The National Aeronautics and Space Administration (NASA) and the European Space Agency (ESA)’s “Hubble” space telescopes are under the “OPAL (Outer Planet Atmospheres Legacy)” program, which captures changes in the atmospheres of gas giant planets, such as Jupiter, Saturn, and Jupiter. We have been observing Uranus and Neptune every year since 2014.
The first image is Jupiter taken on November 22, 2022 by the Hubble Space Telescope’s Wide Field Camera 3 (WFC3). Jupiter’s trademark “Great Red Spot” is not visible because it wraps around to the back side, but the pattern of belt-like clouds that produce color changes due to differences in temperature and composition, and a number of continuous vortices are captured. .
Jupiter’s moon Io, which has a distinctive orange color, is also visible near the center of the image. Io is the closest to Jupiter among the four satellites (Galilean satellites) discovered by Galileo Galilei in the 17th century. I’m awake Looking to the left of the image, Io’s round shadow falls on Jupiter’s cloud tops.
On the other hand, this image is the image of Jupiter taken by the wide-field camera 3 on January 6, 2023, about two months later. Due to the Earth’s orbit, the distance between Jupiter and Jupiter has increased a little, so it appears smaller than the first image.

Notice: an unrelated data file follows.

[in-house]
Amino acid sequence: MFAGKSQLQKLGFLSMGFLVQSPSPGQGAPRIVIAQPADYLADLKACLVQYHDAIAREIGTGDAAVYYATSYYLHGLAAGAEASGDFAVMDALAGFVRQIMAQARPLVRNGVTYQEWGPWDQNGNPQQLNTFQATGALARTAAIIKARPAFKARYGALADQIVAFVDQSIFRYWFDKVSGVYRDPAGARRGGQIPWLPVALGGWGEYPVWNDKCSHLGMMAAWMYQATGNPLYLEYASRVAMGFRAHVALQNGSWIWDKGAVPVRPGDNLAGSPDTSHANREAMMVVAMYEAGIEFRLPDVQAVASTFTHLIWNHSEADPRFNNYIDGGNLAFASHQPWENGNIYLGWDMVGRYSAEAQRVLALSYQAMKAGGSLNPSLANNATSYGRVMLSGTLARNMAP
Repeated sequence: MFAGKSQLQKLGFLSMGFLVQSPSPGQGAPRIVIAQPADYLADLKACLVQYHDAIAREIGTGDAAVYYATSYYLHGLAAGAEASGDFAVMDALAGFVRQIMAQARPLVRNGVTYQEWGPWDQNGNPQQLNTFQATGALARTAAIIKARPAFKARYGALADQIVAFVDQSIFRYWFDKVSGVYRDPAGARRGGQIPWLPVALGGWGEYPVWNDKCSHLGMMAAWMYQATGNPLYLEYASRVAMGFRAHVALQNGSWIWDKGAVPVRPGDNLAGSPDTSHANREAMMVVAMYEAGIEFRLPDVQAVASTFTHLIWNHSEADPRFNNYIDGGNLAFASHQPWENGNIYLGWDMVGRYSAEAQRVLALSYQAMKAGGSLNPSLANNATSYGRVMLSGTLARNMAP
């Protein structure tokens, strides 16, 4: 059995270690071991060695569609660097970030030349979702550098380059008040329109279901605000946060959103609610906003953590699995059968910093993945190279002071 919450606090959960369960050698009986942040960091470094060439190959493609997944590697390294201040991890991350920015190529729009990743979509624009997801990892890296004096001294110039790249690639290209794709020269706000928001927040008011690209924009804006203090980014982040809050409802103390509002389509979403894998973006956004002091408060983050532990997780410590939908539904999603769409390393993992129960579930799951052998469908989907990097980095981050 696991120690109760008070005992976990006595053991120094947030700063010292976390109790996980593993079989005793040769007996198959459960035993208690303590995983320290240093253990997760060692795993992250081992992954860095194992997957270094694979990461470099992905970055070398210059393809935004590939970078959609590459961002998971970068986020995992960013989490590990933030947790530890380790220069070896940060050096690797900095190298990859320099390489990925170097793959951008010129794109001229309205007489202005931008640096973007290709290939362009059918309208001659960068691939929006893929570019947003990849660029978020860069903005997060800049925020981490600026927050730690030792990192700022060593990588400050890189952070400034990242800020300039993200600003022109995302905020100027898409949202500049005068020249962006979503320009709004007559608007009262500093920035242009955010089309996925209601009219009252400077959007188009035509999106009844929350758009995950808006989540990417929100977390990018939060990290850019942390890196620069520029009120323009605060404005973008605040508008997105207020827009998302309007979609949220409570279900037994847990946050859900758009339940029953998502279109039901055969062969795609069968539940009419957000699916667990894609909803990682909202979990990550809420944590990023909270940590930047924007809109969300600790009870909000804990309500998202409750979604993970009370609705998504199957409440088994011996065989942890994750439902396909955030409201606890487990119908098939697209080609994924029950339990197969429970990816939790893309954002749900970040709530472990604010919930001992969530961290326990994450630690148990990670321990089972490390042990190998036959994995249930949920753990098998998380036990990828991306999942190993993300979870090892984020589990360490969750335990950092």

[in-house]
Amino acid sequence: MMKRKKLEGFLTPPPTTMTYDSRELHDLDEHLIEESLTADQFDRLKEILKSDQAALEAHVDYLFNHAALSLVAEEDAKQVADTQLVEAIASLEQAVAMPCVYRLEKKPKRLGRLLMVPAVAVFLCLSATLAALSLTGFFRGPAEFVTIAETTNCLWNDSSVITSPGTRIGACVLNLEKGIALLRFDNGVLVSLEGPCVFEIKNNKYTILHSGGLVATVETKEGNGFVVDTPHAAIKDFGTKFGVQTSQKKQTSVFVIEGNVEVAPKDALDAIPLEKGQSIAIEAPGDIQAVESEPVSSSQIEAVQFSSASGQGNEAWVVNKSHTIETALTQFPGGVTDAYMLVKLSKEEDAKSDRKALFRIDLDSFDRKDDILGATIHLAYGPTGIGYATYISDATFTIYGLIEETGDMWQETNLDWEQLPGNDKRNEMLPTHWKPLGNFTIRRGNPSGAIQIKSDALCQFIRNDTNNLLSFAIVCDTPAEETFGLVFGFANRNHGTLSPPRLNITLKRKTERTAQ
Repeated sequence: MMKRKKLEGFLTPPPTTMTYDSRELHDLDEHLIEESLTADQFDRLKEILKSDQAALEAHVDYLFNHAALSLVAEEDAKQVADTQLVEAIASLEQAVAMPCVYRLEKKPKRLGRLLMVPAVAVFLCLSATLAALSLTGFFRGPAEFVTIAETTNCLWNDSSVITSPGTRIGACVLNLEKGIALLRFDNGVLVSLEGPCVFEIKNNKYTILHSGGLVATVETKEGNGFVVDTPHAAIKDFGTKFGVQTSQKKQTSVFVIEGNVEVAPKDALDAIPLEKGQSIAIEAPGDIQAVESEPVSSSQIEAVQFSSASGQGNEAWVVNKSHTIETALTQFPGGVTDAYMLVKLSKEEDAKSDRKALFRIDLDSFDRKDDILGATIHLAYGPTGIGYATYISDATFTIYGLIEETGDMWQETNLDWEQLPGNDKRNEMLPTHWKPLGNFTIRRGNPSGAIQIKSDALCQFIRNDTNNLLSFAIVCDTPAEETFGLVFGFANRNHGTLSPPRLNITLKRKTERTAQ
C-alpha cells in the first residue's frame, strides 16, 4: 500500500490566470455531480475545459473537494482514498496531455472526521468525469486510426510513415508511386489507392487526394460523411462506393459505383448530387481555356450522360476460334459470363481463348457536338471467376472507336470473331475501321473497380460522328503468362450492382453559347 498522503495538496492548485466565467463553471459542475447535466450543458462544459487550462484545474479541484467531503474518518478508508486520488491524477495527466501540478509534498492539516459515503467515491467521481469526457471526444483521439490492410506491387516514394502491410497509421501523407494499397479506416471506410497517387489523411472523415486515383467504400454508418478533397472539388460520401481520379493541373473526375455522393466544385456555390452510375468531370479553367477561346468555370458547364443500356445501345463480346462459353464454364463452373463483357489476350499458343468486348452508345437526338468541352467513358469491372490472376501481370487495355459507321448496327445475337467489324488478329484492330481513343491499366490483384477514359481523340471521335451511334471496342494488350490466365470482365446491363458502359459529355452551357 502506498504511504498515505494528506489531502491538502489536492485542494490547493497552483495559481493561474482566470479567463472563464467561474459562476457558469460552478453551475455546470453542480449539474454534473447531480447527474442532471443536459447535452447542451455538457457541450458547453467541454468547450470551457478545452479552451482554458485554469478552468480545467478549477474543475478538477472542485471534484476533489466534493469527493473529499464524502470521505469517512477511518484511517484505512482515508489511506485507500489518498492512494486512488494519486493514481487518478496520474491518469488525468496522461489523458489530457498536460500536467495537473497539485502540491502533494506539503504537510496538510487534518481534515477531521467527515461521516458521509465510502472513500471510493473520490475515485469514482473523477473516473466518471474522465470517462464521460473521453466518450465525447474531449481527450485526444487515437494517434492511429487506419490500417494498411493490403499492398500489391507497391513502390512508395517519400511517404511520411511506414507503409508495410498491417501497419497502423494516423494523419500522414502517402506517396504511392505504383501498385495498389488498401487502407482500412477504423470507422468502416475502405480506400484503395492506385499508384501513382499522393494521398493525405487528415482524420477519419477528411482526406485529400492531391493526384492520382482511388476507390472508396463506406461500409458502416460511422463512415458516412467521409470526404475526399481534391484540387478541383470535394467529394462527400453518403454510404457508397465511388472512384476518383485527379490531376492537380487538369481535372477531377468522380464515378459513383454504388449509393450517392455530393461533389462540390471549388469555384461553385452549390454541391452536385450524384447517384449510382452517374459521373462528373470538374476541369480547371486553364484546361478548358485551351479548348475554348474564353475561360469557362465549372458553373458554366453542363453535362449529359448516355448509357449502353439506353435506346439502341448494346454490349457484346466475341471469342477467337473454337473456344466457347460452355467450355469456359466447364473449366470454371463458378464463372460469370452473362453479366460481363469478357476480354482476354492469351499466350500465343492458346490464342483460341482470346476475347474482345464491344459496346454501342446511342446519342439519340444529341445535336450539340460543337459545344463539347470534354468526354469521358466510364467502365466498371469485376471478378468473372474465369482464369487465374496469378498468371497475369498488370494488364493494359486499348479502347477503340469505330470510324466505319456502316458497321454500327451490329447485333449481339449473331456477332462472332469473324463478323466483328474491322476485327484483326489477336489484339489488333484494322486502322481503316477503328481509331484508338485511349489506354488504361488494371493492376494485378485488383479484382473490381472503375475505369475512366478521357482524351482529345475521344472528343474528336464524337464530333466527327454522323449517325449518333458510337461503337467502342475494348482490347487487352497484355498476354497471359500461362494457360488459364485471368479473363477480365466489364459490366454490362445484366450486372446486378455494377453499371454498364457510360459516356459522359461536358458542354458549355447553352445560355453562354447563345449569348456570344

In this image, you can see the Great Red Spot right in front of you. According to the Space Telescope Science Institute (STScI), which operates the Hubble Space Telescope, the Great Red Spot has shrunk in size over the past 150 years, but it is still large enough to contain the Earth, which is about 12,700 kilometers in diameter. There is a size of
The moon Ganymede is visible in the lower right corner of the Great Red Spot. Ganymede looks small in front of Jupiter, which is about 11 times the diameter of Earth, but its diameter is about 5268 km, which is larger than the diameter of the planet Mercury (about 4880 km). Jupiter’s moons Europa, Ganymede, and Callisto are the main exploration targets of ESA’s JUICE mission, which is scheduled to launch in April 2023. We plan to enter orbit and conduct observations.
Related: ESA’s ‘JUICE’ probe to explore Jupiter’s icy moons arrives at Guiana Space Center, scheduled to launch in April 2023 (February 20, 2023)
Two images of Jupiter and its moons were released by NASA, ESA, and STScI on March 23, 2023.
- Image Credit: NASA, ESA, STScI, A. Simon (NASA-GSFC), M. H. Wong (UC Berkeley), J. DePasquale (STScI)
- NASA – Hubble Monitors Changing Weather and Seasons at Jupiter and Uranus
- ESA – Hubble monitors changing weather and seasons on Jupiter and Uranus
- STScI – Hubble Monitors Changing Weather and Seasons at Jupiter and Uranus
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